Thank you to all who attended our PYP sharing assembly. Your presence created a positive atmosphere and the students enjoyed sharing their work with you.
This coming week, remember to send your child/children to school with trainers not only for P.E. lessons but also for break time if they wish to play on the field. Hats are also essential as we expect active play during this time.
Our adventure with pets continues. This week, we will be visiting one more home to meet some new animals. The children are enjoying our visits and becoming more confident as they meet and talk to new people in our community.
Our classroom was dismantled to make it ready to house children during sports weekend, so reading books will be issued on Tuesday. If you haven’t done so already, please send these in on that day.
Monday will be a normal day but we will begin with P.E. Mr. Thaddeus will take the children through some games while we return our classroom to the way it was.
“If you could have any kind of pet, which one would you like to have?” This is a question we would be asking ourselves this week. I am looking forward to hearing the children’s thoughts.
This week in P 2/3 we’ve started working on a project about a home from the past. There are wonderful drawings coming out of the classroom of different houses over time. We’ve had lots of conversations about 3D printed houses and how they benefit lower income families. We’ve looked at the different homes people have based on their socioeconomic level. We’ve also been looking at identifying and extending number patterns. We diligently practiced for our Sharing Gathering and I am proud to say these little guys were superstars!
Thank you to all the parents who came out to support their children during Friday’s Sharing Gathering.
The P4 have continued with their Unit Of Inquiry on states of matter this week. They carried out baking soda and vinegar investigations in class and also demonstrated their understanding of the scientific process by carrying out an experiment in the PYP sharing assembly. The other PYP children were very impressed to see elephants’ toothpaste in action. They have also explored shapes whilst working with tangrams, listened to stories and and worked on multiplication facts. Well done P4 for working so well in Ms. Kacey’s absence. She will be delighted to hear how busy and productive you have been when she returns next week.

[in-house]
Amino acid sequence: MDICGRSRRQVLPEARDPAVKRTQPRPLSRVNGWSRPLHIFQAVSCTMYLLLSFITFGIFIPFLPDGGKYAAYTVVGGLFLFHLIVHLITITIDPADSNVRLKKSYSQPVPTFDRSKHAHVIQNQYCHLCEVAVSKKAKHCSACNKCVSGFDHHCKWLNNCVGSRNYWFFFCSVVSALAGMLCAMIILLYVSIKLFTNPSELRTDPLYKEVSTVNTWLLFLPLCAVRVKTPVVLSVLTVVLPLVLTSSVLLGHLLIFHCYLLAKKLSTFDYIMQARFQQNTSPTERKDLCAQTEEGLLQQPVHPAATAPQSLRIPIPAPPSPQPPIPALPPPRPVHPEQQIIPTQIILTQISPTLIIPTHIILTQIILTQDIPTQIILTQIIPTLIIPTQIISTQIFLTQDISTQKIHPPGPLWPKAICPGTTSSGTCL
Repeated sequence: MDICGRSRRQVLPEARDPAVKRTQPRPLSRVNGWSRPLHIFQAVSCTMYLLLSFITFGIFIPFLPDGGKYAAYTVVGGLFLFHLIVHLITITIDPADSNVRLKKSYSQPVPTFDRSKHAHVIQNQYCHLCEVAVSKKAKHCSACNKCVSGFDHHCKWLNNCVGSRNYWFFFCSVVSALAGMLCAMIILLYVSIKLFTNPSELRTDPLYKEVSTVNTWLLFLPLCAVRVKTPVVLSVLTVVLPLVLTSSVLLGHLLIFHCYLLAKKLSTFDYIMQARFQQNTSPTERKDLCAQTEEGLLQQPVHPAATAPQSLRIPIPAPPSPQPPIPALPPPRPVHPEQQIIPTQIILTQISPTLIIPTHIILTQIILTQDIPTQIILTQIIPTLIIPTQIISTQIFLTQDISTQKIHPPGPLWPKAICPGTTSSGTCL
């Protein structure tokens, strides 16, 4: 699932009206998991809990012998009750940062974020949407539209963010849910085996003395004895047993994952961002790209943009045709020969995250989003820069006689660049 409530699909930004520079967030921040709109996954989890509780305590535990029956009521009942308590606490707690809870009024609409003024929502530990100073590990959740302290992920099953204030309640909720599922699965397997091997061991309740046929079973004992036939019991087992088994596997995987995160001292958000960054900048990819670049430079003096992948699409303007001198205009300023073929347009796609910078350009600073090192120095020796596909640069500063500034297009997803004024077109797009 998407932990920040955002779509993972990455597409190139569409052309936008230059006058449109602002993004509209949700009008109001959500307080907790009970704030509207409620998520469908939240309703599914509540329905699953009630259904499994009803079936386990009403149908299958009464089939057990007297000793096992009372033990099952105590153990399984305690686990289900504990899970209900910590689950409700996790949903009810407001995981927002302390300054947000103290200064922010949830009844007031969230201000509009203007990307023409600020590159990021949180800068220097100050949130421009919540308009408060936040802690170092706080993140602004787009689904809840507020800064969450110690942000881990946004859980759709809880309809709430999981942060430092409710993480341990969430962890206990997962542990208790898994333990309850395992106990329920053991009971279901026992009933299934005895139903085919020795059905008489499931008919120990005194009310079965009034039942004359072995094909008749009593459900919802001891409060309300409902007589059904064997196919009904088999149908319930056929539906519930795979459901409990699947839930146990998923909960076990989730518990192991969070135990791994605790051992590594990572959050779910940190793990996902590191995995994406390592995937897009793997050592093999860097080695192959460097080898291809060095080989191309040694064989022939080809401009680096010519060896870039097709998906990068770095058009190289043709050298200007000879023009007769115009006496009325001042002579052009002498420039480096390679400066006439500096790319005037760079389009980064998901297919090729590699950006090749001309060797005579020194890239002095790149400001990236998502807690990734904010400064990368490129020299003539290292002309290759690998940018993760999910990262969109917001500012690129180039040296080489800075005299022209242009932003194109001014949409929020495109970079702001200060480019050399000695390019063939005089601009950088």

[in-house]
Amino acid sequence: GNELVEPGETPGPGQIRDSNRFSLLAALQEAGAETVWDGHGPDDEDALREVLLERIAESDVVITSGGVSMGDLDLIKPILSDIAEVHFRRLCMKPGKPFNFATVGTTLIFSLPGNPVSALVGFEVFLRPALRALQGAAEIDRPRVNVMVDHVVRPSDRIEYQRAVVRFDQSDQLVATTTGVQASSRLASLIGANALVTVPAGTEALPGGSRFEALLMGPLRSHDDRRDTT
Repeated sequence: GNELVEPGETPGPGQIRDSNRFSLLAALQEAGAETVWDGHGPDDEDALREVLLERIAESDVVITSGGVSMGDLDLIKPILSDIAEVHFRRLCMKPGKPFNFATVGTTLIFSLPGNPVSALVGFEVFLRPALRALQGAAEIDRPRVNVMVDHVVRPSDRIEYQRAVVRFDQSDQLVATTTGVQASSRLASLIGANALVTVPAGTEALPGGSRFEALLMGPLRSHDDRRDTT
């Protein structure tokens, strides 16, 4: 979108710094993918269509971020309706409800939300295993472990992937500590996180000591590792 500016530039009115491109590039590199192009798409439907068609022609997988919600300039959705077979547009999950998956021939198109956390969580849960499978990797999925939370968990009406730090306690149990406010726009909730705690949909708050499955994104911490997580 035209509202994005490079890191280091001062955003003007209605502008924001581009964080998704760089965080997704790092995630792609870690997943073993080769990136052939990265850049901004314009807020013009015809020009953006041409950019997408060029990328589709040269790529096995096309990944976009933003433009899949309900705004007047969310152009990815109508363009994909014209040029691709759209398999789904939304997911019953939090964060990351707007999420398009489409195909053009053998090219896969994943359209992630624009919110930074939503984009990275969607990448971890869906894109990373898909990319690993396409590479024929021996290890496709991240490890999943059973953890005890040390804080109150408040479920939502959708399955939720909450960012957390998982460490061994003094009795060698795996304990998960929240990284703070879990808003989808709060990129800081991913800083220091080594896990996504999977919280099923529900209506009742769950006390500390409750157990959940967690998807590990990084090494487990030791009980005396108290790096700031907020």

The children have been researching country facts and using them to make a poster – they will continue with this next week. They have also started writing up their interview with Peter from D2 – our learning focus for this writing was using paragraphs. The photo shows Peter sharing photos on his laptop. In maths they have been converting measurements (e.g. cm to mm) by multiplying and dividing. We read a story called Grandfather Tang and used tangrams to recreate the animals in the story. The vocabulary focus was congruent, incongruent and similar. The children shared some of their learning about refugees in our PYP assembly and I was very proud of them. This weekend many of the P5 children will be participating in Sports Weekend with children from Arusha campus and I wish them a happy and successful tournament. The children will be sharing their cultural presentations on Monday and we are looking forward to Josephine rejoining the class.
The P6 were excellent today on stage sharing their plant unit presentation. They shared about their art and experiments that were completed throughout this unit. Also, this week they started their personal summatives making posters of the scientific method to illustrate what took place during their cress seed experiment. Many items were uploaded onto Seesaw today, so please enjoy a look at their current work in class.
Next week they will finish their posters and complete their group summatives about the lines of inquiry for the unit. Due to internet issues, they are learning how to use other programs on the computer to complete their group summative. They will share both of these summatives on Wednesday, and parents are invited to come from 8:00-9:30. On Thursday we will celebrate my favorite American holiday of Thanksgiving, and the end of the plant unit with a plant-based feast. We thought of dishes to cook today during our meeting, and everyone took home a short list of items to bring in. I am looking forward to cooking with them, and eating a delicious meal!